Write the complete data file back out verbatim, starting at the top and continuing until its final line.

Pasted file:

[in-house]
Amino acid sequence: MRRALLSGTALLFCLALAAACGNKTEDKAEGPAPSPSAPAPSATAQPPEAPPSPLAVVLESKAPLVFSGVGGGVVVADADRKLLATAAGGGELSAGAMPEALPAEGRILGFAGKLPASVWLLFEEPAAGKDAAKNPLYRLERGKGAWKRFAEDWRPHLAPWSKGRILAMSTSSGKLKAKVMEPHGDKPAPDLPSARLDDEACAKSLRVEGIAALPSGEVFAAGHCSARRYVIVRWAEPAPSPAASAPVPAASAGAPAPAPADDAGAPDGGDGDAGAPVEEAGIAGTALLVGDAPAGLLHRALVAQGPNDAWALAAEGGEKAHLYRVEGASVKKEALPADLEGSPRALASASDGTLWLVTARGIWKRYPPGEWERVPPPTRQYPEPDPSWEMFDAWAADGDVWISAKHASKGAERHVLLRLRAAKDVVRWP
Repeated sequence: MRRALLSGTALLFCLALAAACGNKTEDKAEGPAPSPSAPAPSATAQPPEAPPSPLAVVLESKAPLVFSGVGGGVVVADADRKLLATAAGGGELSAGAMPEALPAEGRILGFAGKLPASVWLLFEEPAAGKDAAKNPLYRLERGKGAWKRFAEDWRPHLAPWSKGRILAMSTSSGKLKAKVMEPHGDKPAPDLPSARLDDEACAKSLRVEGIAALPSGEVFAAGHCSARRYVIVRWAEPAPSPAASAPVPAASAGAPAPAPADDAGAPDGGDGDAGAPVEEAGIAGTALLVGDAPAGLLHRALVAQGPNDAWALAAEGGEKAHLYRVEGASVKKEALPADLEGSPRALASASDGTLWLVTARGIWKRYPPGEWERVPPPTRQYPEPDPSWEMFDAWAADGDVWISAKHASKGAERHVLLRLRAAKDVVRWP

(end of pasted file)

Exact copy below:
[in-house]
Amino acid sequence: MRRALLSGTALLFCLALAAACGNKTEDKAEGPAPSPSAPAPSATAQPPEAPPSPLAVVLESKAPLVFSGVGGGVVVADADRKLLATAAGGGELSAGAMPEALPAEGRILGFAGKLPASVWLLFEEPAAGKDAAKNPLYRLERGKGAWKRFAEDWRPHLAPWSKGRILAMSTSSGKLKAKVMEPHGDKPAPDLPSARLDDEACAKSLRVEGIAALPSGEVFAAGHCSARRYVIVRWAEPAPSPAASAPVPAASAGAPAPAPADDAGAPDGGDGDAGAPVEEAGIAGTALLVGDAPAGLLHRALVAQGPNDAWALAAEGGEKAHLYRVEGASVKKEALPADLEGSPRALASASDGTLWLVTARGIWKRYPPGEWERVPPPTRQYPEPDPSWEMFDAWAADGDVWISAKHASKGAERHVLLRLRAAKDVVRWP
Repeated sequence: MRRALLSGTALLFCLALAAACGNKTEDKAEGPAPSPSAPAPSATAQPPEAPPSPLAVVLESKAPLVFSGVGGGVVVADADRKLLATAAGGGELSAGAMPEALPAEGRILGFAGKLPASVWLLFEEPAAGKDAAKNPLYRLERGKGAWKRFAEDWRPHLAPWSKGRILAMSTSSGKLKAKVMEPHGDKPAPDLPSARLDDEACAKSLRVEGIAALPSGEVFAAGHCSARRYVIVRWAEPAPSPAASAPVPAASAGAPAPAPADDAGAPDGGDGDAGAPVEEAGIAGTALLVGDAPAGLLHRALVAQGPNDAWALAAEGGEKAHLYRVEGASVKKEALPADLEGSPRALASASDGTLWLVTARGIWKRYPPGEWERVPPPTRQYPEPDPSWEMFDAWAADGDVWISAKHASKGAERHVLLRLRAAKDVVRWP